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including one douglas macarthur mccain from san diego, which nbc news first reported was killed two years ago. the name on the form is not a perfect match, but his date of birth and hometown are. >> who the recruiters were. so to me, that seems to be the single most important and significant thing in these files. >> reporter: this syrian man said all this information was on a memory stick he stole from a senior isis commander, and then smuggled out of syria. i put it in my baby's diaper, he said, because i knew they wouldn't search there. we met him in turkey where he is now in hiding. he wouldn't show his face on camera, and didn't tell us his real name, preferring to be called abu muhammad. why exactly did you steal it? i took the memory stick so that one day i would be able to expose isis, he said,
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because i knew it had important information on it. he said he joined isis early on, and so was a trusted member of the group's internal security service. but he became disillusioned. i saw rape. i saw them butchering children in front of their mothers, he said. some analysts raised doubts about the authenticity of the documents. and nbc news has yet to fully vet them. but two security experts told us they do appear genuine. lester? >> richard engel, thank you. still ahead tonight, fight on a flight. a brawl breaking out on a packed airplane caught on camera. what the airline said passengers were doing onboard that triggered all this. also, the dangers of springing forward. why turning the clocks ahead can increase certain health risks, and what you can do to prepare yourself.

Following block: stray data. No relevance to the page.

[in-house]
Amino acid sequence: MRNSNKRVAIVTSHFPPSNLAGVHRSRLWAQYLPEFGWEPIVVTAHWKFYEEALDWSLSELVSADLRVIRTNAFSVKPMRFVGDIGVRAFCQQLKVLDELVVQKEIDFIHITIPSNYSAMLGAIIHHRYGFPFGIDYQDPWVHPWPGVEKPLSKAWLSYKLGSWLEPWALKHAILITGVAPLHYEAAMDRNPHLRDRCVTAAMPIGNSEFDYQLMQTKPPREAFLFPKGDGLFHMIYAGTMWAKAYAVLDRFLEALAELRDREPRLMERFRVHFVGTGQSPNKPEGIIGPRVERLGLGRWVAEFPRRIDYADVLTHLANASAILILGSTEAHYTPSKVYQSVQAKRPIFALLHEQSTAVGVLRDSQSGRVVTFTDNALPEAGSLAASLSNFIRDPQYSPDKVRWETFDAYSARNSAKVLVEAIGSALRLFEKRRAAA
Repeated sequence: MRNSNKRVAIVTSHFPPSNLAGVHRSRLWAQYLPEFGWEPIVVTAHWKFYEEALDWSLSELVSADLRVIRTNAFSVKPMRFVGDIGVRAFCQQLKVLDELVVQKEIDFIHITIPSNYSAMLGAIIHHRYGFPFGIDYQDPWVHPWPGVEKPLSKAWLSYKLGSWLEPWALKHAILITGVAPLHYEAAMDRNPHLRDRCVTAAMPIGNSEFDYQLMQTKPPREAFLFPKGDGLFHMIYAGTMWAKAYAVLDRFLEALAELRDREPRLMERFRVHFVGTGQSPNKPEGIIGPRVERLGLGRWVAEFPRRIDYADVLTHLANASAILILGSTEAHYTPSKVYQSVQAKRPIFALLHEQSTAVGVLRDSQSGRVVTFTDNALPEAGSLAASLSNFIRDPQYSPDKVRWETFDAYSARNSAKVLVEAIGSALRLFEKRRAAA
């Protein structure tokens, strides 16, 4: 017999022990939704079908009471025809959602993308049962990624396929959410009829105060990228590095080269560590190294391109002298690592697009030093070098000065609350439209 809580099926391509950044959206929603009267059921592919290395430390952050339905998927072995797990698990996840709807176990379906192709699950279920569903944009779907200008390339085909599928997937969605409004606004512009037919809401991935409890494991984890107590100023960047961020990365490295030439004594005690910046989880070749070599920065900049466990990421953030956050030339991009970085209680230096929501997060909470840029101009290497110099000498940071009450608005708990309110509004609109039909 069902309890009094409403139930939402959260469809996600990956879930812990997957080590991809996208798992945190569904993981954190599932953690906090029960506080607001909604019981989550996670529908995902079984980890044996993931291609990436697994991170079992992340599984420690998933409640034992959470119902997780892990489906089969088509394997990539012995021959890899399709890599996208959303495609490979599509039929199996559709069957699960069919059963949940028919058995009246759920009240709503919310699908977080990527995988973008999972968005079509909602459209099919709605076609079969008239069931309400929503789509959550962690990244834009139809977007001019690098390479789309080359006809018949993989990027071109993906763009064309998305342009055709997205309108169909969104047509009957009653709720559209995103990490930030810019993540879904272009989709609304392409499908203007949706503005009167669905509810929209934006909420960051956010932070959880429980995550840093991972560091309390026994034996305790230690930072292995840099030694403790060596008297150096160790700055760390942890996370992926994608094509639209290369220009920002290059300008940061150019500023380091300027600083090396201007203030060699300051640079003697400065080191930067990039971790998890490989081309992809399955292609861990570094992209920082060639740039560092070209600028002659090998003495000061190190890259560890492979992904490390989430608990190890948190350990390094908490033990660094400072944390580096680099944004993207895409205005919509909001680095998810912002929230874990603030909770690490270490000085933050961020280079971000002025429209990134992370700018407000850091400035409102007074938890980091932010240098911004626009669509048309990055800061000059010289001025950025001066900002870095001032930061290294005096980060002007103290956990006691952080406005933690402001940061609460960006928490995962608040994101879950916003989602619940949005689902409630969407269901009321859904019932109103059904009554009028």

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we're back now with the wild brawl aboard a packed flight. a melee among first fist-throwing passengers caught on camera, right in the middle of the aisle. it left the surrounding passengers shocked and had the police and fbi scrambling to respond. nbc's miguel almaguer has the tale of the tape. >> reporter: passengers on flight 141 called it fight night. >> there was serious punches. >> reporter: a brawl breaking out between five female passengers. >> the stewardess even got punched. that's when i stepped in. >> reporter: the throwdown came just after touchdown. a spirit airlines flight from baltimore to los angeles, ending in hair-pulling and flying fists. two customers appeared